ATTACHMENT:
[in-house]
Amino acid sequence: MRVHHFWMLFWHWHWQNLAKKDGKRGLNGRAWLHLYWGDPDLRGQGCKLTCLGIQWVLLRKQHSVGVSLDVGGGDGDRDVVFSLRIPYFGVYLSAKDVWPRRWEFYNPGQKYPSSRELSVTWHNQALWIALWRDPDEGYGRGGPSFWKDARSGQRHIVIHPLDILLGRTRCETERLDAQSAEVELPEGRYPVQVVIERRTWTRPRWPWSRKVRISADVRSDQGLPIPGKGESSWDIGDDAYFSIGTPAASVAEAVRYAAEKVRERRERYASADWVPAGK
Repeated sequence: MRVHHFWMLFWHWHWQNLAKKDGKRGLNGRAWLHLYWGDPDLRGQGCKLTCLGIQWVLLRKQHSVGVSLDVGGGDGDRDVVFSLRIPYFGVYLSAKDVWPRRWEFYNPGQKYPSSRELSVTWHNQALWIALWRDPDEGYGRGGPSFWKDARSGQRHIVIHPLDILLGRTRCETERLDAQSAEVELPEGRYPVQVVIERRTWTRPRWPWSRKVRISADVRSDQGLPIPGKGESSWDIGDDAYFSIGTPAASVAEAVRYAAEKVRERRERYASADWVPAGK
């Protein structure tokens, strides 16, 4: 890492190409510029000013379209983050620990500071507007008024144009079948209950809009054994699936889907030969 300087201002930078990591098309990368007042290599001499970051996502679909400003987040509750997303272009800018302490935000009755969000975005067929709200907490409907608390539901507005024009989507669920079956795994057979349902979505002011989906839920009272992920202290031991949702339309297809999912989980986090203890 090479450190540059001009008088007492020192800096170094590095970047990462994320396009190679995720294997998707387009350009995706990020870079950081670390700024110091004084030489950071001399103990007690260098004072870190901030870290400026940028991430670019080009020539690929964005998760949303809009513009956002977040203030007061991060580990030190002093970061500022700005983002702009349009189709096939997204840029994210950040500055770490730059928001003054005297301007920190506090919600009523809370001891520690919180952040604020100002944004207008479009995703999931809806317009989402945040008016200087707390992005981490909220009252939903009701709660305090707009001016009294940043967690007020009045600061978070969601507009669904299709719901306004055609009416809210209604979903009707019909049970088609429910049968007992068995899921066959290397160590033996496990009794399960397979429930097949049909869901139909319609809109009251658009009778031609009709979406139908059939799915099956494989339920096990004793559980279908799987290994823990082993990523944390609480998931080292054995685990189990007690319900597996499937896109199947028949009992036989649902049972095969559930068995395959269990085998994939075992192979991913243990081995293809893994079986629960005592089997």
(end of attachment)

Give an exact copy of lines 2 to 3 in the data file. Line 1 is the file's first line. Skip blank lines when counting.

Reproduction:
Amino acid sequence: MRVHHFWMLFWHWHWQNLAKKDGKRGLNGRAWLHLYWGDPDLRGQGCKLTCLGIQWVLLRKQHSVGVSLDVGGGDGDRDVVFSLRIPYFGVYLSAKDVWPRRWEFYNPGQKYPSSRELSVTWHNQALWIALWRDPDEGYGRGGPSFWKDARSGQRHIVIHPLDILLGRTRCETERLDAQSAEVELPEGRYPVQVVIERRTWTRPRWPWSRKVRISADVRSDQGLPIPGKGESSWDIGDDAYFSIGTPAASVAEAVRYAAEKVRERRERYASADWVPAGK
Repeated sequence: MRVHHFWMLFWHWHWQNLAKKDGKRGLNGRAWLHLYWGDPDLRGQGCKLTCLGIQWVLLRKQHSVGVSLDVGGGDGDRDVVFSLRIPYFGVYLSAKDVWPRRWEFYNPGQKYPSSRELSVTWHNQALWIALWRDPDEGYGRGGPSFWKDARSGQRHIVIHPLDILLGRTRCETERLDAQSAEVELPEGRYPVQVVIERRTWTRPRWPWSRKVRISADVRSDQGLPIPGKGESSWDIGDDAYFSIGTPAASVAEAVRYAAEKVRERRERYASADWVPAGK